Every summer we spent our holidays at the improvised dacha made of our grandparents’ rural house in the vicinities of the city of Lutsk. There were a lot of us, the entire extended family – both me and my brother, and our cousins, and their and our parents, and, of course, our granny and grand-pa. We enjoyed our holidays, our fishing and swimming, playing football and cards, shaking bountiful fruit-trees and talking through midnight with friends around the magic fire.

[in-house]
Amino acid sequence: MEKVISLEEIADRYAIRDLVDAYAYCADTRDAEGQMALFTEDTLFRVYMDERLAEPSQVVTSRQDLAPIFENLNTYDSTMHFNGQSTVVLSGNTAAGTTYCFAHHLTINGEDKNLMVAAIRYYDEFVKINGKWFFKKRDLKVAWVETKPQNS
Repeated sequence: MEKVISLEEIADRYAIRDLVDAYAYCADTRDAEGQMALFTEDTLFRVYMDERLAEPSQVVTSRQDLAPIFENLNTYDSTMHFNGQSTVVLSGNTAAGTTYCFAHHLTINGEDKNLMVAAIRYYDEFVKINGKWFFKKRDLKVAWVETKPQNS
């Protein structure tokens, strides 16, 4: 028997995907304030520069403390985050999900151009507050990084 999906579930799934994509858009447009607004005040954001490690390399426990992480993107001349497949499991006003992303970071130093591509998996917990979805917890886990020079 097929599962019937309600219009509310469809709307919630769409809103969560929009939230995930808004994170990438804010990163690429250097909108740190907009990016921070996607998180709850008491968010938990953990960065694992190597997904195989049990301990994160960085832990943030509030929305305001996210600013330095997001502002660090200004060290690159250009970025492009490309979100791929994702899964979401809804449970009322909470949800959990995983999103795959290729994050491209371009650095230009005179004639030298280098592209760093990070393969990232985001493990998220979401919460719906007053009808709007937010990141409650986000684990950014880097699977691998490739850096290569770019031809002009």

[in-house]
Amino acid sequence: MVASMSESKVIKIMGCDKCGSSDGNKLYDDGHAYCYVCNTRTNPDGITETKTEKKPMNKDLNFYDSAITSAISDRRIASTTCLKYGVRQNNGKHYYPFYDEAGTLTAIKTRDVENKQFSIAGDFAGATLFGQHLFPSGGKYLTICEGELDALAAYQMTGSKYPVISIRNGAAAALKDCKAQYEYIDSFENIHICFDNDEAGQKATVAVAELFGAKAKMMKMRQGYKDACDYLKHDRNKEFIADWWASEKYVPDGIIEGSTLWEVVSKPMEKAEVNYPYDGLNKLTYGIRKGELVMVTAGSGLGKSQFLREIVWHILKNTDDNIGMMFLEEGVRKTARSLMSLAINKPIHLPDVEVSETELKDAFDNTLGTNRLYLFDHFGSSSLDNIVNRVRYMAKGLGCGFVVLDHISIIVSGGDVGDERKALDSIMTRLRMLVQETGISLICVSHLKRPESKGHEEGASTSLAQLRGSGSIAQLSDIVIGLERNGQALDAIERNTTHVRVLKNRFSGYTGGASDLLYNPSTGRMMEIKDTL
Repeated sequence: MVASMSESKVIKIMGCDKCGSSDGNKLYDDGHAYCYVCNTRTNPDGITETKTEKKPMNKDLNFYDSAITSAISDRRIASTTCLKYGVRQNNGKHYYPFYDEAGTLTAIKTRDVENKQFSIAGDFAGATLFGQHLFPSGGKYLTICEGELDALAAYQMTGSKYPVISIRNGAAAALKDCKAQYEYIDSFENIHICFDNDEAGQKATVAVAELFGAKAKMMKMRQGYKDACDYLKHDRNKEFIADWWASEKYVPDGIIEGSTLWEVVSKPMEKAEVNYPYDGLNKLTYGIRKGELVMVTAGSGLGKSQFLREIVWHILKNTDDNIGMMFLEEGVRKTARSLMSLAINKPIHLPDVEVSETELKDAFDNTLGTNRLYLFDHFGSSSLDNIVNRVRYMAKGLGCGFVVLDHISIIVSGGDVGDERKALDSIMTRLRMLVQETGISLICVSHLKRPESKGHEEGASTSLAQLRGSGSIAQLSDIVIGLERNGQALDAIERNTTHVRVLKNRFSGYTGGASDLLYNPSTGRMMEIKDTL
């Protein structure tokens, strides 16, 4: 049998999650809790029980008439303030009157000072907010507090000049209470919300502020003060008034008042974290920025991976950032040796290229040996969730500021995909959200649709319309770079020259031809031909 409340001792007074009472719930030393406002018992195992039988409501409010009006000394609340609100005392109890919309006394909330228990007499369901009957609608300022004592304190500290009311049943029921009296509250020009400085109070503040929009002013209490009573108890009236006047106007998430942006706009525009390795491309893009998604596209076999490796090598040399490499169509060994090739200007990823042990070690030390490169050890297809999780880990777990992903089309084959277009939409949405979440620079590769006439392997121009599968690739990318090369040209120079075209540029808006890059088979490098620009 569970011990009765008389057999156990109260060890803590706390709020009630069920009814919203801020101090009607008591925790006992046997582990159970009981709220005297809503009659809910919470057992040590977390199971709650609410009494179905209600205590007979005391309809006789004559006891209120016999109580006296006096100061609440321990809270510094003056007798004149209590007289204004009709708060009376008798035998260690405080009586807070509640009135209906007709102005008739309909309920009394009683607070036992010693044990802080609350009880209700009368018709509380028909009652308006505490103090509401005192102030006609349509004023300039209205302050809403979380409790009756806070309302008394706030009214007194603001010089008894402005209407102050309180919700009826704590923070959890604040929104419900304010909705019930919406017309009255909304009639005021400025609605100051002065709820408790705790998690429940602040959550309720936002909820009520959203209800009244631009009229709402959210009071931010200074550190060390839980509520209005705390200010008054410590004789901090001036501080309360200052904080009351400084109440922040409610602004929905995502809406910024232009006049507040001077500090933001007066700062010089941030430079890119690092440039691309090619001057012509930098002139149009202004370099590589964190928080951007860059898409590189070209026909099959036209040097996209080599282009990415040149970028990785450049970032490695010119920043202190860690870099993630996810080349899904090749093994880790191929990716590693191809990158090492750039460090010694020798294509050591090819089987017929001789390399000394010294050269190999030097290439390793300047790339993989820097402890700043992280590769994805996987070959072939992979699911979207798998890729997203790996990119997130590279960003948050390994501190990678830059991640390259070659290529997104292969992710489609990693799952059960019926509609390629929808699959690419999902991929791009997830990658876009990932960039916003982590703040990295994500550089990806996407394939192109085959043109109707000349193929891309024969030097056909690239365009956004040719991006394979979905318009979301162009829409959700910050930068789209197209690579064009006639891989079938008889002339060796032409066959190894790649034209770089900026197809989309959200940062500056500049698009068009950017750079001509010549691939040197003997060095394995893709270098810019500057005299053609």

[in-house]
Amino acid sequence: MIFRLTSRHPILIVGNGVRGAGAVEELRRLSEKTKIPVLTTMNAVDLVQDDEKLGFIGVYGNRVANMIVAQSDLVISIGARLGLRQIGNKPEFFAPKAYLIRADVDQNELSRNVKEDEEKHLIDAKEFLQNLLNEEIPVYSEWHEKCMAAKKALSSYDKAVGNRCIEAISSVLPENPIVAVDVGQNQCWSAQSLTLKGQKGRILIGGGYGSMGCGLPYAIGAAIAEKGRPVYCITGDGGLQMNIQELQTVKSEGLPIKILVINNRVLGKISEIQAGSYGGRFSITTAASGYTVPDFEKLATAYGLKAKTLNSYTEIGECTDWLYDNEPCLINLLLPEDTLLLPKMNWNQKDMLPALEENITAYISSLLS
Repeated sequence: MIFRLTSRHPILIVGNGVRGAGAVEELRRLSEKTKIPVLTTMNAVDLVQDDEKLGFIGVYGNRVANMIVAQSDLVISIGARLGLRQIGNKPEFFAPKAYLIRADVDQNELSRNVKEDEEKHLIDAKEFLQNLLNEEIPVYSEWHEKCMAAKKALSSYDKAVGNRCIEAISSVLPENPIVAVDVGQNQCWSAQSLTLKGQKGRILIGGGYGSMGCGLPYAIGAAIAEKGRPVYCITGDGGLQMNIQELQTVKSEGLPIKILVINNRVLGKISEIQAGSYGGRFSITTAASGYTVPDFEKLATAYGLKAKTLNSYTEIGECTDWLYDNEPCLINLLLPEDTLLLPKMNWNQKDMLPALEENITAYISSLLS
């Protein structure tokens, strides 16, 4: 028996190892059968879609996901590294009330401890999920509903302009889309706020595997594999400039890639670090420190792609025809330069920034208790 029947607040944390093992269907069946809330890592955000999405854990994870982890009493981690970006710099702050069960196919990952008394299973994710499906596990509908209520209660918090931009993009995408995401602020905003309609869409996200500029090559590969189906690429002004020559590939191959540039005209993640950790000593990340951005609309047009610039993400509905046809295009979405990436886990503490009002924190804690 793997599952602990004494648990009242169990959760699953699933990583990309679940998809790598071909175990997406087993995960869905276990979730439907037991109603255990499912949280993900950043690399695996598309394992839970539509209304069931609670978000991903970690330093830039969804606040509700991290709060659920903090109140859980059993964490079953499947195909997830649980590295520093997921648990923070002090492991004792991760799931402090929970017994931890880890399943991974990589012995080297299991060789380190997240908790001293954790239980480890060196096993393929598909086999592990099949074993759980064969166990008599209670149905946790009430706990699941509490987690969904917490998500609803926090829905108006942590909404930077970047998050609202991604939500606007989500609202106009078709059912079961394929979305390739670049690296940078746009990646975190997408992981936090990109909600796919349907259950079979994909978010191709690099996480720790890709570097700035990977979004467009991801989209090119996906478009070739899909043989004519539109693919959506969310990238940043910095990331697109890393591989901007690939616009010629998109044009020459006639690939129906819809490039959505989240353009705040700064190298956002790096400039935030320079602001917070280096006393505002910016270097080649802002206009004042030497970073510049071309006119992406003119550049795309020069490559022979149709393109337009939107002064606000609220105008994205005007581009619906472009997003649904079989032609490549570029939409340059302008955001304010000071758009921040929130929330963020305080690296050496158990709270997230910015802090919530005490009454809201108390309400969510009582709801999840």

I was 15 and didn’t care much about politics. We didn’t have even a TV set in our dacha. We didn’t need it. But our grand-dad and our parents listened to both the Soviet radio and to the “voices”, as they called foreign broadcast at the time, and we noticed – however careless we’d been in our golden age, golden time, – that something was fishy.